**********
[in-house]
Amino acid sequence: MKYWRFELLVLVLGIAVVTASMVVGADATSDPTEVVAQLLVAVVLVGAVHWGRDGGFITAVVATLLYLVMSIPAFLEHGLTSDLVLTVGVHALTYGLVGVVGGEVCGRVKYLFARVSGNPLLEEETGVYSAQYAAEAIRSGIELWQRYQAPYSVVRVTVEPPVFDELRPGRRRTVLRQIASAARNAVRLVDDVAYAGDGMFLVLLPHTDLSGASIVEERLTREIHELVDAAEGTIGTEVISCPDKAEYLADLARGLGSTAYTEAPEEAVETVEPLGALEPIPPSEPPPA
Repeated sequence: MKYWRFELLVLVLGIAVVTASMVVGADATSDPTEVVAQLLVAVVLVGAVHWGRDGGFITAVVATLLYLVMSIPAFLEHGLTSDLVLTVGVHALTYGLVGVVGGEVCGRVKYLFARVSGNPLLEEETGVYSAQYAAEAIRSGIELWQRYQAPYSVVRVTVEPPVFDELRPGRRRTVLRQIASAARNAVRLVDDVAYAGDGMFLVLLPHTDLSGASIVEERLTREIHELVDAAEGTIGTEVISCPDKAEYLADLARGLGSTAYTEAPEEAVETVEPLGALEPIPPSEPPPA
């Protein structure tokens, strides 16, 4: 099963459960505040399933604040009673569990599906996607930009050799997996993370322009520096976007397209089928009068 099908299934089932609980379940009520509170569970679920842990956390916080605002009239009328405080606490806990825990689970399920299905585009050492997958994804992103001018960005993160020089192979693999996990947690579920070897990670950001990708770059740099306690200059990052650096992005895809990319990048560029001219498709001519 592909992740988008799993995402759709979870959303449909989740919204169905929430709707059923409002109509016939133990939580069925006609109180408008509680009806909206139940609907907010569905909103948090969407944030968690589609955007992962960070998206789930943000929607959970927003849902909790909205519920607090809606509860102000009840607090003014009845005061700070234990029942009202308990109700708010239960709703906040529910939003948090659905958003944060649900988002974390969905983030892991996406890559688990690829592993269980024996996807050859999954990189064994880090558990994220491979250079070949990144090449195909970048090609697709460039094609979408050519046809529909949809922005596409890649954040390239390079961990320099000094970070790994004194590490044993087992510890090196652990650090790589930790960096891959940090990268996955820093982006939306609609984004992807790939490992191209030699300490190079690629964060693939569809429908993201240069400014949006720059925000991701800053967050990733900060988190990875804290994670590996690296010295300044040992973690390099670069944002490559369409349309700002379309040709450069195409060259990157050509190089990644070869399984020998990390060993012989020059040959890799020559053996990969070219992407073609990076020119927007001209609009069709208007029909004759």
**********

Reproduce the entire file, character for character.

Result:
[in-house]
Amino acid sequence: MKYWRFELLVLVLGIAVVTASMVVGADATSDPTEVVAQLLVAVVLVGAVHWGRDGGFITAVVATLLYLVMSIPAFLEHGLTSDLVLTVGVHALTYGLVGVVGGEVCGRVKYLFARVSGNPLLEEETGVYSAQYAAEAIRSGIELWQRYQAPYSVVRVTVEPPVFDELRPGRRRTVLRQIASAARNAVRLVDDVAYAGDGMFLVLLPHTDLSGASIVEERLTREIHELVDAAEGTIGTEVISCPDKAEYLADLARGLGSTAYTEAPEEAVETVEPLGALEPIPPSEPPPA
Repeated sequence: MKYWRFELLVLVLGIAVVTASMVVGADATSDPTEVVAQLLVAVVLVGAVHWGRDGGFITAVVATLLYLVMSIPAFLEHGLTSDLVLTVGVHALTYGLVGVVGGEVCGRVKYLFARVSGNPLLEEETGVYSAQYAAEAIRSGIELWQRYQAPYSVVRVTVEPPVFDELRPGRRRTVLRQIASAARNAVRLVDDVAYAGDGMFLVLLPHTDLSGASIVEERLTREIHELVDAAEGTIGTEVISCPDKAEYLADLARGLGSTAYTEAPEEAVETVEPLGALEPIPPSEPPPA
């Protein structure tokens, strides 16, 4: 099963459960505040399933604040009673569990599906996607930009050799997996993370322009520096976007397209089928009068 099908299934089932609980379940009520509170569970679920842990956390916080605002009239009328405080606490806990825990689970399920299905585009050492997958994804992103001018960005993160020089192979693999996990947690579920070897990670950001990708770059740099306690200059990052650096992005895809990319990048560029001219498709001519 592909992740988008799993995402759709979870959303449909989740919204169905929430709707059923409002109509016939133990939580069925006609109180408008509680009806909206139940609907907010569905909103948090969407944030968690589609955007992962960070998206789930943000929607959970927003849902909790909205519920607090809606509860102000009840607090003014009845005061700070234990029942009202308990109700708010239960709703906040529910939003948090659905958003944060649900988002974390969905983030892991996406890559688990690829592993269980024996996807050859999954990189064994880090558990994220491979250079070949990144090449195909970048090609697709460039094609979408050519046809529909949809922005596409890649954040390239390079961990320099000094970070790994004194590490044993087992510890090196652990650090790589930790960096891959940090990268996955820093982006939306609609984004992807790939490992191209030699300490190079690629964060693939569809429908993201240069400014949006720059925000991701800053967050990733900060988190990875804290994670590996690296010295300044040992973690390099670069944002490559369409349309700002379309040709450069195409060259990157050509190089990644070869399984020998990390060993012989020059040959890799020559053996990969070219992407073609990076020119927007001209609009069709208007029909004759």